From October to December of 1888, Paul Gauguin shared a yellow house in the south of France with Vincent van Gogh. They were the odd couple of the art world—one calm, the other volatile—and the denouement of their living arrangement was explosive. Making use of new evidence and Van Gogh’s voluminous correspondence, Martin Gayford describes not only how these two hallowed artists painted and exchanged ideas, but also the texture of their everyday lives. Gayford also makes a persuasive analysis of Van Gogh’s mental illness—the probable bipolar affliction that led him to commit suicide at the age of thirty-seven. The Yellow House is a singular biographical work, as dramatic and vibrant as the work of these brilliant artists.
Most scholars have argued that van Gogh was insane and that his religious life was a product of this madness - and was something he happily abandoned when he left the Christian ministry to pursue a career as an artist. This biography by Kathleen Powers Erickson is the first to demonstrate the falsehood of such assumptions and to argue that van Gogh's spiritual life was essential to the unfolding of his unique artistic vision. Basing her study on solid biographical evidence, van Gogh's personal correspondence, and informed insight into the painter's artistic imagery, Erickson clearly traces van Gogh's pilgrimage of faith, from his early religious training, through his evangelical missionary period, to his struggle with religion and modern thought, and finally to the synthesis of traditional Christian beliefs with the modern world-view that he achieved in both his life and his art. Unique to this study is Erickson's in-depth examination of van Gogh's mental illness, culminating in her convincing argument that van Gogh's "insanity," long assumed - indeed mythologically contrived - to be schizophrenia, was in fact a psychological disorder resulting from a form of epilepsy. Erickson shows that this famous facet of van Gogh's life, too, was not without a spiritual dimension. In addition, the volume includes five black-and-white pictures of van Gogh and members of his family and a collection of nineteen black-and-white illustrations that reproduce important pieces of van Gogh's artwork.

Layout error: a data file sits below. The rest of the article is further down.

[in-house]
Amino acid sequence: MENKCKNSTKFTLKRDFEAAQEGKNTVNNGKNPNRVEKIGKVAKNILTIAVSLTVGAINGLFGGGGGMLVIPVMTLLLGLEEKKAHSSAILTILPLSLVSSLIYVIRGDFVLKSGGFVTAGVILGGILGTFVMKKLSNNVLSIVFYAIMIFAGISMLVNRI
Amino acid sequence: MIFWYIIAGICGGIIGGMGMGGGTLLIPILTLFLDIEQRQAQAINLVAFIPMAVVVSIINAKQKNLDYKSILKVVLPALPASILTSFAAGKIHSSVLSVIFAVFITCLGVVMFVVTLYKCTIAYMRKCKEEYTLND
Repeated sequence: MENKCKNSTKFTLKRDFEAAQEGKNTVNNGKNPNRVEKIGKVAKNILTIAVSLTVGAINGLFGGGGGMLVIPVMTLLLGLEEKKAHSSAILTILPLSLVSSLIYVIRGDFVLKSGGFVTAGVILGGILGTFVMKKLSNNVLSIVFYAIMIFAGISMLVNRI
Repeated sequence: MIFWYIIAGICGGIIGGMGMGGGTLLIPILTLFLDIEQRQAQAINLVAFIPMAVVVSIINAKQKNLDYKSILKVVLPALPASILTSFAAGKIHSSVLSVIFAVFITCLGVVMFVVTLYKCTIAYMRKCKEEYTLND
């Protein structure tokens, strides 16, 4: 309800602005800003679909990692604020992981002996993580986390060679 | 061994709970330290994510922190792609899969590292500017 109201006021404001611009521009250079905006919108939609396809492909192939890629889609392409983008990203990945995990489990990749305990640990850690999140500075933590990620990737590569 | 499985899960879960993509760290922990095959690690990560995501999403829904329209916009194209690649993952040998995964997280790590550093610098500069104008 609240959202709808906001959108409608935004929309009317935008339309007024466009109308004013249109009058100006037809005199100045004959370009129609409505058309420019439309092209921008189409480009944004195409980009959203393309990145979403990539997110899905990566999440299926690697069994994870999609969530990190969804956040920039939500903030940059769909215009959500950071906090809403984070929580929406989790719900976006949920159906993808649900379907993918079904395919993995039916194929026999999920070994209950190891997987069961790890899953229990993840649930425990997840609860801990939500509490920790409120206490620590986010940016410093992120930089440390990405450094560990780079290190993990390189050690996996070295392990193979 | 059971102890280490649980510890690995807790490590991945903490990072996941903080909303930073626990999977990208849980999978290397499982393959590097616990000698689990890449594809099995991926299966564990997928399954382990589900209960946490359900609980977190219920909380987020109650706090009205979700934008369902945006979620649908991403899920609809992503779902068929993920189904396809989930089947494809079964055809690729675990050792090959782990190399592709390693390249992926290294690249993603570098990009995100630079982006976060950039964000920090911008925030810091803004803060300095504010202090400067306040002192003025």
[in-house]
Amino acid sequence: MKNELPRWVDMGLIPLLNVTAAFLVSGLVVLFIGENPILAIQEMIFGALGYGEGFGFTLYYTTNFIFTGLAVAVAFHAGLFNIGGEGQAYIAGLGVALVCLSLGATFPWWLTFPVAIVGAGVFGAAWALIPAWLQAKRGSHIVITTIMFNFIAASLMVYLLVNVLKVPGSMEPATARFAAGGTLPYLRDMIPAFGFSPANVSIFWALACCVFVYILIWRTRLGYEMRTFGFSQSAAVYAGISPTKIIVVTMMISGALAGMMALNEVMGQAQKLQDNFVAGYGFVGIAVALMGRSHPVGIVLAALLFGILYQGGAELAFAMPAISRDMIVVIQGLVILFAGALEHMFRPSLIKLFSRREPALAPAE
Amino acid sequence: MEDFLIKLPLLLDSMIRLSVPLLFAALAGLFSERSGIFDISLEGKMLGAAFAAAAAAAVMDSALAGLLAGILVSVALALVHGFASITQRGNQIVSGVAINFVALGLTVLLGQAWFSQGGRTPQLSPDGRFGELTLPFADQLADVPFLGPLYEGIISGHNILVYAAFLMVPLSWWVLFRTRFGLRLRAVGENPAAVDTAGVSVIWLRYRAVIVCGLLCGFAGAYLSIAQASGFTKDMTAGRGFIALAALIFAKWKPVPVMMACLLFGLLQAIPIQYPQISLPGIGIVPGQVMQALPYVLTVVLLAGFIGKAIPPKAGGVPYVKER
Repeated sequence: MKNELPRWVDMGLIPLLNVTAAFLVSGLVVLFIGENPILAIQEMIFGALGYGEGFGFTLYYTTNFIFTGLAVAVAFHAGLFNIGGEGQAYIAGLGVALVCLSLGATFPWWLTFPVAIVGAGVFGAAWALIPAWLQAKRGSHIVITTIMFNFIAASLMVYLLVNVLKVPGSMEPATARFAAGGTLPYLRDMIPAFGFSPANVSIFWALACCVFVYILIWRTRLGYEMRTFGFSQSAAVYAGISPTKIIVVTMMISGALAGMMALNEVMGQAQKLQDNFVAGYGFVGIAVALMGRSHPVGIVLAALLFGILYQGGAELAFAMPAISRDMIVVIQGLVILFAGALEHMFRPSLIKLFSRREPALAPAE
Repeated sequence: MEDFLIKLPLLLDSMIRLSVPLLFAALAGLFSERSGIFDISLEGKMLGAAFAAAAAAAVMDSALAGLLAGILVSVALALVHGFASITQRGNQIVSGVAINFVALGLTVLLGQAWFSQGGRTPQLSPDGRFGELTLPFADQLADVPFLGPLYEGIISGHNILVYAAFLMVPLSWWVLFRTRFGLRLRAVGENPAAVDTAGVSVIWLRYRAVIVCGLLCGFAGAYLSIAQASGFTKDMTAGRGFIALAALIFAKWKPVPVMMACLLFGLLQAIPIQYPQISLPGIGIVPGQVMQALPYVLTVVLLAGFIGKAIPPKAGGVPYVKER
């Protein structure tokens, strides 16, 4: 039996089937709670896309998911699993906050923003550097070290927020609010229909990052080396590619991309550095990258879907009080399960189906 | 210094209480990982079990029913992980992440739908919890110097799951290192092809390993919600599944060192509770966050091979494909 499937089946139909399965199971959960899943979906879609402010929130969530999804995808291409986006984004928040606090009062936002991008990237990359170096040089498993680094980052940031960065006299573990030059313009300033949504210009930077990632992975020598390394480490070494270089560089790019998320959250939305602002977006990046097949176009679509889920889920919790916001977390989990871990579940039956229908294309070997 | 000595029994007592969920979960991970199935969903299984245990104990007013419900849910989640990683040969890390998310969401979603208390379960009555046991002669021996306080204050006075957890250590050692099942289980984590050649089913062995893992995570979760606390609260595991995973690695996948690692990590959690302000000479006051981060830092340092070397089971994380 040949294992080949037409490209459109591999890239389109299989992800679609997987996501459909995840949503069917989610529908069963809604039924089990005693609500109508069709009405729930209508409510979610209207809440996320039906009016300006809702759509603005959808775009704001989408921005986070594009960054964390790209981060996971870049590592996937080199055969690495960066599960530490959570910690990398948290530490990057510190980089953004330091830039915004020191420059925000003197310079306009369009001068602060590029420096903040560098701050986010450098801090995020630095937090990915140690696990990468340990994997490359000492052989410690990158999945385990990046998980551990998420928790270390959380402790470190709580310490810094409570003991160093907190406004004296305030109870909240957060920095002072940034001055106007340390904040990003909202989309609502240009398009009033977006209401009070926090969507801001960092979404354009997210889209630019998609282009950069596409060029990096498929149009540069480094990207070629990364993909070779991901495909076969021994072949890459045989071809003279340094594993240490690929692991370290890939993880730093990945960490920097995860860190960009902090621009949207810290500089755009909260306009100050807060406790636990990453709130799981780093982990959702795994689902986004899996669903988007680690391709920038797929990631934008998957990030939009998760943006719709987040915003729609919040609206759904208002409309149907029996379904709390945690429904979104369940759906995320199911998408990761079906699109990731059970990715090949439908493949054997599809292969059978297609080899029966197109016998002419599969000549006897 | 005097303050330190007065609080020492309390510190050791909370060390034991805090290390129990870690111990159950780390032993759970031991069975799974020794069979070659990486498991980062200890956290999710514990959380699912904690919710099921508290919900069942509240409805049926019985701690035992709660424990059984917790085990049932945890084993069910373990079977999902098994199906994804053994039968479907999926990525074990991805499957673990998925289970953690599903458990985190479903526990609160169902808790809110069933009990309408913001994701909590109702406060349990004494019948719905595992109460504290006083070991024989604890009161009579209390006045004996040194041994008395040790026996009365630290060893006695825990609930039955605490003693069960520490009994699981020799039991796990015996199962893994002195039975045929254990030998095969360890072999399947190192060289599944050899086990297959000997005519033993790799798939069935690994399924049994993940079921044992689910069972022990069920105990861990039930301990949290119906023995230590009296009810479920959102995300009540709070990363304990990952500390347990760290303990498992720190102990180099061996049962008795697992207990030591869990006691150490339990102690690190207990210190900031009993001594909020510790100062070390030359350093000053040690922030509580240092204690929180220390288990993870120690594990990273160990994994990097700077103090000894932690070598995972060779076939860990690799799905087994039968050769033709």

Published on the hundredth anniversary of Van Gogh’s death, this is the first full-length biography of this undying man in twenty years and surely the most comprehensive account to date. Mr. Callow treats more searchingly than any previous work the development of Van Gogh’s genius and his emergence as an artist after early struggles to find a vocation, first in the world of art dealing and later as an evangelical missionary among Belgian miners. Using the skills and psychological insights of an accomplished novelist, and drawing upon new Van Gogh materials which have surfaced in the last two decades, Mr. Callow sets a turbulent life story firmly in historical context, including Vincent’s desperate attempts to accept his repressive religious upbringing, and his unhappy experiences in love. The story is filled with paradoxes and crushing failures, ending in suicide that was to lead to enormous posthumous success. Through Mr. Callow’s book we can see Van Gogh’s life and work in terms of tumult, of a legend breaking out of the triumph and confusion of 19th-century culture while representing it uniquely. It is perhaps the story of a saint, certainly a hero of art.